Last week, a local judge based in Hamilton County, Tennessee, questioned a new state law brought into effect by the Tennessee Attorney General's office. He said the new state law forces him to bill for orders of protection; however, in many cases, these are laws of protection that people don't want.
Since Jan. 1, 2017, victims needed to apply for an order of protection themselves before it was billed to the state. However, because of this law, anytime a person is charged with aggravated domestic assault, magistrate judges must create an order of protection automatically.
Out of the 377 orders of protection that have been filed between Jan. 1 and June 1, 2017, 197 of them have been dismissed. The judge wrote to the deputy attorney, "In at least 98 percent of the cases since January 1, 2017, there has either been a 'no-show' or the victim has said that he or she told the officer that he or she did not want an order of protection."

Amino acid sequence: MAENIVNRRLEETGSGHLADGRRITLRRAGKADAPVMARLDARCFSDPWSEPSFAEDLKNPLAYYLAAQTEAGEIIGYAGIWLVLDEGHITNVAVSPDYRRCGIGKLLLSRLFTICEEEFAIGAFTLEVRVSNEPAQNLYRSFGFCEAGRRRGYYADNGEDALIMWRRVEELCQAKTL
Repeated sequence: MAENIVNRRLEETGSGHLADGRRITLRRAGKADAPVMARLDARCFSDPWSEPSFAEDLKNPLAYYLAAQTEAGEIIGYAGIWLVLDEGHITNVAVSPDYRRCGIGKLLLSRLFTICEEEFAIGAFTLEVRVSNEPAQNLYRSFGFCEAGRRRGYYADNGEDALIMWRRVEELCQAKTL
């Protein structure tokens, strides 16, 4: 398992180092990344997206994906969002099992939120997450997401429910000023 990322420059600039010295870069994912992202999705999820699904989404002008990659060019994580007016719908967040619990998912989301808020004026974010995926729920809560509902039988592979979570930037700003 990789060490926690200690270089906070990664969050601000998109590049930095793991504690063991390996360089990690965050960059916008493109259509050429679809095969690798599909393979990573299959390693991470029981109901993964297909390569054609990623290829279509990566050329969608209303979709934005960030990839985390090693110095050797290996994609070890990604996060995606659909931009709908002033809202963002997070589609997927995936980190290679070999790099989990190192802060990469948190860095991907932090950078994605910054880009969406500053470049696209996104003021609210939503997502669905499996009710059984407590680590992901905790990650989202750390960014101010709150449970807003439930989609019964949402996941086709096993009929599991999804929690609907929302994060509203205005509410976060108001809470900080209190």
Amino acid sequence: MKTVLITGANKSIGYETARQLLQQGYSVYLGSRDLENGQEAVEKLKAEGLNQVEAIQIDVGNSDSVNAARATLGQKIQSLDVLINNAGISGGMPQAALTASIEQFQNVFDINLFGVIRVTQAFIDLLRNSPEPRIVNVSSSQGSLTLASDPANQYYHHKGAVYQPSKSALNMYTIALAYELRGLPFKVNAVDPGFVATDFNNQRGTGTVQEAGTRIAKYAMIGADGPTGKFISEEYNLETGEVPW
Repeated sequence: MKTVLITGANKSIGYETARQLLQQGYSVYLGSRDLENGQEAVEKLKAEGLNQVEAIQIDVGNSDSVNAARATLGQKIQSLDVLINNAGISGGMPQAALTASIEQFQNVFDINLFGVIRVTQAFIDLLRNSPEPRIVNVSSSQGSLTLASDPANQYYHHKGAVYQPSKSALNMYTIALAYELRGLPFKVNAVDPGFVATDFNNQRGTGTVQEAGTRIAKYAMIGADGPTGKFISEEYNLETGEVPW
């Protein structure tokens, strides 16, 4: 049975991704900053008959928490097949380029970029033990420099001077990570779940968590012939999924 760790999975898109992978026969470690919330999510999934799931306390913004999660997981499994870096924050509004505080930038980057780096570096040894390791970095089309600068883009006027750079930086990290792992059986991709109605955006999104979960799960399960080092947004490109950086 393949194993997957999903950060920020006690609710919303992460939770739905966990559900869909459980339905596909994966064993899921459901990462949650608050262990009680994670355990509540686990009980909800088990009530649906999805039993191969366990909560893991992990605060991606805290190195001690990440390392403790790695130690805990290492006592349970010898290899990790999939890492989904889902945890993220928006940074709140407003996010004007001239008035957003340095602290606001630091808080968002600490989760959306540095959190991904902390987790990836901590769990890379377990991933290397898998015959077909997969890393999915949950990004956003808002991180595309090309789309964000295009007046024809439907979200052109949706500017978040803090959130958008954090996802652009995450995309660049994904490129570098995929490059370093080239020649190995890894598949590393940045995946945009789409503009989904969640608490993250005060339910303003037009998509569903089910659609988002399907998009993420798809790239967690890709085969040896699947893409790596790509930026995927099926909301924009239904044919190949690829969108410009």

However, this law has been issued as an attempt to assist victims of domestic violence. Often, victims of domestic violence are in positions where they are reluctant to reach out for protections themselves. A Tennessee Bureau of Investigation's report conducted in 2015 said that 270 people were killed as a result of domestic violence between 2012 and 2014.
The law was originally put in place with good intentions -- to provide automated protections for victims of domestic violence. But many people, from lawyers to the victims themselves, are finding that the law is having a clogging effect.
Source: Times free press, "Local judge questions new state law that creates more bills for Hamilton County," Zack Peterson, Aug. 14, 2017